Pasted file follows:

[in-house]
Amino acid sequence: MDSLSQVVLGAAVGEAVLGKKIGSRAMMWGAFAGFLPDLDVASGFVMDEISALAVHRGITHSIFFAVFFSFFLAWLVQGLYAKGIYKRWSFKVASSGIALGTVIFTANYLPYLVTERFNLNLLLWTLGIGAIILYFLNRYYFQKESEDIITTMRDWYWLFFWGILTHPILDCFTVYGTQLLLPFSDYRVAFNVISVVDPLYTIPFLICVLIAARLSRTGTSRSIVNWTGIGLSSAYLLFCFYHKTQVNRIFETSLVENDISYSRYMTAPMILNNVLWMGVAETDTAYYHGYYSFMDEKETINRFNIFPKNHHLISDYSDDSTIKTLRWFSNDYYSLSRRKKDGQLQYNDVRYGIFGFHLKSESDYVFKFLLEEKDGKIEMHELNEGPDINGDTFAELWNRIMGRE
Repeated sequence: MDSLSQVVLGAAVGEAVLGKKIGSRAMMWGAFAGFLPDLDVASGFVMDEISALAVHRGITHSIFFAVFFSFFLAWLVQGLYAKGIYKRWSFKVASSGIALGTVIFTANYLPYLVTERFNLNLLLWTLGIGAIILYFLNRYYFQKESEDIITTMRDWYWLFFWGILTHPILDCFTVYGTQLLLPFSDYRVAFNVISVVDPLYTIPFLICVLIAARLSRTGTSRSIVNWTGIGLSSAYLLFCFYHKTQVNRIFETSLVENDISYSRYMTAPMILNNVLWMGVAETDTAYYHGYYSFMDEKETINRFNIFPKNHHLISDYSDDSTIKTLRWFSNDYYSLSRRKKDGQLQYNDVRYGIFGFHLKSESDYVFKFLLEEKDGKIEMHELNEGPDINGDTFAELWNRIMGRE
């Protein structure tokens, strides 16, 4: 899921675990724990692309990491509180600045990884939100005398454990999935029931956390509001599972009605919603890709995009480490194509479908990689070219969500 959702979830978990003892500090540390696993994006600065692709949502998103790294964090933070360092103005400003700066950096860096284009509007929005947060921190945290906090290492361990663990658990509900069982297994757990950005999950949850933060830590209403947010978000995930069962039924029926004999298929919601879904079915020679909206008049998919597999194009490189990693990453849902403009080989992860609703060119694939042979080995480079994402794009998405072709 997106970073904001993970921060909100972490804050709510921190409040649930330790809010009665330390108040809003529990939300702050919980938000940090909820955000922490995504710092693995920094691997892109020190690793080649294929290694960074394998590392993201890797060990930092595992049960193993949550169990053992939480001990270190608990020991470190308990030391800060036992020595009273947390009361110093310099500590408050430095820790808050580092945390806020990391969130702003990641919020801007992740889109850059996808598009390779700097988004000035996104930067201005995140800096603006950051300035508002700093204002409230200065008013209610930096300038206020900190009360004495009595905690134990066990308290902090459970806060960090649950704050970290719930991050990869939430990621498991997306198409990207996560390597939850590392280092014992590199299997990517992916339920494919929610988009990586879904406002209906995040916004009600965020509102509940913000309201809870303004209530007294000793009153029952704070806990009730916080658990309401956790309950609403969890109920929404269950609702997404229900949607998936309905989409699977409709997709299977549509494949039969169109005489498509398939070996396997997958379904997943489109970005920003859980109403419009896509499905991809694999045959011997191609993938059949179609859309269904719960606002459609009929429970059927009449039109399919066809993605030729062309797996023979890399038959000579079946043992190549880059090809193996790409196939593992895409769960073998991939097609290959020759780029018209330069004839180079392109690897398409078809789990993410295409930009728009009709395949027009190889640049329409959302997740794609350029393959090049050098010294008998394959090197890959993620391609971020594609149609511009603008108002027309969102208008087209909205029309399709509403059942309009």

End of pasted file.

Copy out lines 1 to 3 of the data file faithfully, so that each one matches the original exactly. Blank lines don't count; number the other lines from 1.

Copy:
[in-house]
Amino acid sequence: MDSLSQVVLGAAVGEAVLGKKIGSRAMMWGAFAGFLPDLDVASGFVMDEISALAVHRGITHSIFFAVFFSFFLAWLVQGLYAKGIYKRWSFKVASSGIALGTVIFTANYLPYLVTERFNLNLLLWTLGIGAIILYFLNRYYFQKESEDIITTMRDWYWLFFWGILTHPILDCFTVYGTQLLLPFSDYRVAFNVISVVDPLYTIPFLICVLIAARLSRTGTSRSIVNWTGIGLSSAYLLFCFYHKTQVNRIFETSLVENDISYSRYMTAPMILNNVLWMGVAETDTAYYHGYYSFMDEKETINRFNIFPKNHHLISDYSDDSTIKTLRWFSNDYYSLSRRKKDGQLQYNDVRYGIFGFHLKSESDYVFKFLLEEKDGKIEMHELNEGPDINGDTFAELWNRIMGRE
Repeated sequence: MDSLSQVVLGAAVGEAVLGKKIGSRAMMWGAFAGFLPDLDVASGFVMDEISALAVHRGITHSIFFAVFFSFFLAWLVQGLYAKGIYKRWSFKVASSGIALGTVIFTANYLPYLVTERFNLNLLLWTLGIGAIILYFLNRYYFQKESEDIITTMRDWYWLFFWGILTHPILDCFTVYGTQLLLPFSDYRVAFNVISVVDPLYTIPFLICVLIAARLSRTGTSRSIVNWTGIGLSSAYLLFCFYHKTQVNRIFETSLVENDISYSRYMTAPMILNNVLWMGVAETDTAYYHGYYSFMDEKETINRFNIFPKNHHLISDYSDDSTIKTLRWFSNDYYSLSRRKKDGQLQYNDVRYGIFGFHLKSESDYVFKFLLEEKDGKIEMHELNEGPDINGDTFAELWNRIMGRE